Braces, headgear, retainers: it’s as if the list of orthodontic tools used to straighten will never end! Orthodontics is a branch of dentistry that corrects teeth and jaw alignments that are improperly positioned. The misalignment or overcrowding of teeth may make it more difficult to bite, clean, or chew. In some cases, to make room for those beautiful, straight pearly-whites, orthodontists or pediatric dentists may recommend a palatal expander.
So, what is a palatal expander and what does it treat?
A palatal expander is a device used to widen the upper jaw so the bottom and upper teeth will fit better together. This appliance can prevent, reduce, or correct the severity of teeth and jaw alignment thus leaving room for the growth of teeth. The palatal expander works by expanding the roof of the mouth and upper jaw. Some conditions that may be treated with a palatal expander are:
- Teeth Crowding
- Posterior Crossbite
- Impacted Teeth
- Breathing Problems
By implementing the palatal expander, your child may experience a better bite, better teeth alignment by creating space for teeth to grow in, and widened air passages making breathing easier.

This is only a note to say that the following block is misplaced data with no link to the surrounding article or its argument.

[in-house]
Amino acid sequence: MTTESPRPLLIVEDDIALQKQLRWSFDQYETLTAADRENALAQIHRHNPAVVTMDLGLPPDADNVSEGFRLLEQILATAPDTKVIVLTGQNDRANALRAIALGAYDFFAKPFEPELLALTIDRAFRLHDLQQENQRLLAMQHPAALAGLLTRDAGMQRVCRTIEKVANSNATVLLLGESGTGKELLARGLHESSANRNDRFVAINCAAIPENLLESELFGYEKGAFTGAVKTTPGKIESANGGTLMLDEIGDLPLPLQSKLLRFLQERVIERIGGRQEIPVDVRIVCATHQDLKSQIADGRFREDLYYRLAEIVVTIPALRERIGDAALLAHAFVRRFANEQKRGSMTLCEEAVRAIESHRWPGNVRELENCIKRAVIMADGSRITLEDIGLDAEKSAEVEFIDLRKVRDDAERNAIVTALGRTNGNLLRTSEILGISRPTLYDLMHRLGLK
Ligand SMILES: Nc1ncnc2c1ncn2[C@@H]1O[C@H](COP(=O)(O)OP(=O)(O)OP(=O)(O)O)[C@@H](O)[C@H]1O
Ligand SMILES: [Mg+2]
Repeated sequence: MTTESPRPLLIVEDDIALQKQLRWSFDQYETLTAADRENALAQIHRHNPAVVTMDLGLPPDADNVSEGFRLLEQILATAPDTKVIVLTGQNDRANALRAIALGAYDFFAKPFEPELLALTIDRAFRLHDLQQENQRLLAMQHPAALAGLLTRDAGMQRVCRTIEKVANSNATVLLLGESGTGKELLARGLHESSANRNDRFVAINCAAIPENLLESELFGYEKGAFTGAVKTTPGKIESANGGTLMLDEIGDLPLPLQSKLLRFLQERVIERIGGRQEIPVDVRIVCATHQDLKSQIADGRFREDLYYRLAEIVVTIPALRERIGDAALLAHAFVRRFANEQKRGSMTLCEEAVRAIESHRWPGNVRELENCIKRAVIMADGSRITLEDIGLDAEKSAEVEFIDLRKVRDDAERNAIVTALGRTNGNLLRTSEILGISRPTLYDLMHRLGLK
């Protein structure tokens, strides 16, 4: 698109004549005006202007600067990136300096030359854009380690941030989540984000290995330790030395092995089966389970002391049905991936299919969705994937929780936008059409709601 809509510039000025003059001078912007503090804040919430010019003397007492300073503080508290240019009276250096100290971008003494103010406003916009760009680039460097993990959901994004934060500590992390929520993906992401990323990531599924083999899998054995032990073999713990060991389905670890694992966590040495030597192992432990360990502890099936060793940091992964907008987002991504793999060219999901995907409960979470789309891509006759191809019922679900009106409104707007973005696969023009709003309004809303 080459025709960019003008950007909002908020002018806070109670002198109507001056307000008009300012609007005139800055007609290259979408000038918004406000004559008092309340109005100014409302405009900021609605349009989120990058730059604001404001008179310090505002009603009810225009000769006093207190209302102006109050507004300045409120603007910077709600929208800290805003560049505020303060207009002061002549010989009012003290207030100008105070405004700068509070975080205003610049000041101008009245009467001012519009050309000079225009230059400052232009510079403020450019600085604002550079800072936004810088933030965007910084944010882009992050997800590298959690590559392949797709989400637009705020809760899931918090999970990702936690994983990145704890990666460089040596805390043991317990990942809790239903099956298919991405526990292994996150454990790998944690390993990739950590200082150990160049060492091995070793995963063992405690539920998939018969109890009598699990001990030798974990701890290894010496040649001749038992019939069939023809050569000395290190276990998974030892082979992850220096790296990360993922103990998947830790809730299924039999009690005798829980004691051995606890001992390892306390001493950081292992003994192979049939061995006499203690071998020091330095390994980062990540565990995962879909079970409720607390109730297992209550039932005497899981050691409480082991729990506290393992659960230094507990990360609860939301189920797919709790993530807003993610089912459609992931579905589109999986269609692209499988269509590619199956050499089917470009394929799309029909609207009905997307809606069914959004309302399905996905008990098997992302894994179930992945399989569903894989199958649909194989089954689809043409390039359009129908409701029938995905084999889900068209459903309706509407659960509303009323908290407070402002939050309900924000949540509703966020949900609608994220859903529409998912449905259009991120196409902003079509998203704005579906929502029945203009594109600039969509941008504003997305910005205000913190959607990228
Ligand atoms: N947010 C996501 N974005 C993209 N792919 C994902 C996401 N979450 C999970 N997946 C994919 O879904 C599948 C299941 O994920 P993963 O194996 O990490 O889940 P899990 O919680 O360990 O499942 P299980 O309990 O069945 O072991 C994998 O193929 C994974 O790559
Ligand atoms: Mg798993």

How long will my child need a palatal expander?
Like many things in the dental industry, the length of treatment can depend on the amount of correction needed and the age of the patient. Typically, palatal expanders are left in place for four to six months depending on the palatal expansion process chosen for treatment. There are four types of palatal expansion processes:
Rapid Palatal Expansion (RPE)
Rapid Palatal Expansion, or RPE, is a technique in which the upper jaw is expanded 0.5mm to 1mm per day until the posterior crossbite is relieved. This mechanism works by turning a key inside the center of the expander thus pushing out the arms of the appliance and expanding the roof of the mouth.
As the name suggests, slow expansion requires more time for treatment, and expands the upper jaw at a much slower rate than the Rapid Palatal Expansion Process. During the process, the patient must turn the jackscrew within the expander at the same rate for 8 to 11 weeks.
This technique involves the forces being applied directly to the upper jaw bone rather than the teeth through 2-4 mini-implants in the palatal vault area connected to the jaw bone. During this process, the patient must turn the jackscrew within the expander with the rapid approach over the following 2 weeks.
Surgically Assisted Rapid Palatal Expansion (SARPE)
In some cases, mostly associated with age, palatal halves may fuse together onto the same palate tissue. If this happens, the expander will need to be surgically implemented into the mid-palatal suture.
Depending on the severity of the condition and the palatal expanding process chosen, the length of treatment can vary and should be discussed with Dr. Gladwell. The road to healthy, shining, straight teeth may take time, but with the help of your orthodontist and some dental appliances, you’re well on your way!